I took Mr. John Hamilton’s suggestion (June 26, Trinity Journal Opinion page) and reread the U.S. Constitution to see if I had missed its being based on “God’s plan.” It clearly stated that “We the People of the United States … do ordain and establish this Constitution for the United States of America.”
There is not one reference to God in the whole document. The only reference to religion is to prohibit religious tests for holding public office and to prohibit Congress from making laws establishing religion or prohibiting its free exercise. Our Founding Fathers were very aware of the abuses of power by Kings supported by the Church in both England and Europe and wanted a political document that protected “We the People” from such abuses. Our Founding Fathers established a secular form of government with three co-equal branches to ensure that power resides in those who consent to be governed.
I am sorry that Mr. Hamilton believes that “we live under more tyranny now than our forefathers.” I doubt they would agree, as they lived under the tyranny of a King who ruled by “divine” edict and allowed them no representation. We, on the other hand, have the right to elect representatives to further our interests and to remove them from office if they don’t perform to our satisfaction.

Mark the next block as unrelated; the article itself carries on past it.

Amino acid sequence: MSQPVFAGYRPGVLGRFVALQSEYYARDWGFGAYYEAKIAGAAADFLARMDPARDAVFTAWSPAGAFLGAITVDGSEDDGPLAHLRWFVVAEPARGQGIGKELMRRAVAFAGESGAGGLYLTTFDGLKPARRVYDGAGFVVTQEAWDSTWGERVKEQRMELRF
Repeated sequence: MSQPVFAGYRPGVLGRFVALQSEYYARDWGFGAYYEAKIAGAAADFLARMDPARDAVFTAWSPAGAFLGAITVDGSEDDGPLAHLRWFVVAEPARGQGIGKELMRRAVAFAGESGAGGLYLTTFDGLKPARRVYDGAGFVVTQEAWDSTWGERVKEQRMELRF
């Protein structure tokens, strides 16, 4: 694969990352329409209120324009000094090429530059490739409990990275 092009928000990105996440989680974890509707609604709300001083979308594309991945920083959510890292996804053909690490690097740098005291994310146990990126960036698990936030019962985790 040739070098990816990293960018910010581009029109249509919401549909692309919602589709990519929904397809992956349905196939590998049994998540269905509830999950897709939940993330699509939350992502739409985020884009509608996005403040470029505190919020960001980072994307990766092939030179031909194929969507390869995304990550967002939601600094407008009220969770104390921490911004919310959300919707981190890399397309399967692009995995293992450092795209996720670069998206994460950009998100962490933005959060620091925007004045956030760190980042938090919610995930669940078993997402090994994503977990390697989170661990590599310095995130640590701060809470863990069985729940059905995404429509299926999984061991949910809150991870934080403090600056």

Perhaps Mr. Hamilton believes we live under more tyranny because we now have many more laws and taxes than when our country was formed. We also have an exponentially larger population, almost four times as many states, and a much more complex society, requiring regulation beyond the basic framework of our Constitution. But that, too, was anticipated by our founders by giving the House of Representatives, the People’s representatives, the power to pass laws and originate taxes and, in the 10th Amendment, reserving powers not delegated to the federal government or prohibited by it to the states, or to the people.
Although I am not a fan of all the laws that limit my freedom to do whatever I want nor of some of the ways taxes are utilized by federal, state, and local governments, I am a great fan of representative government. But it works best when people get involved to ensure it operates in a manner that is open, honest, and as fair as possible.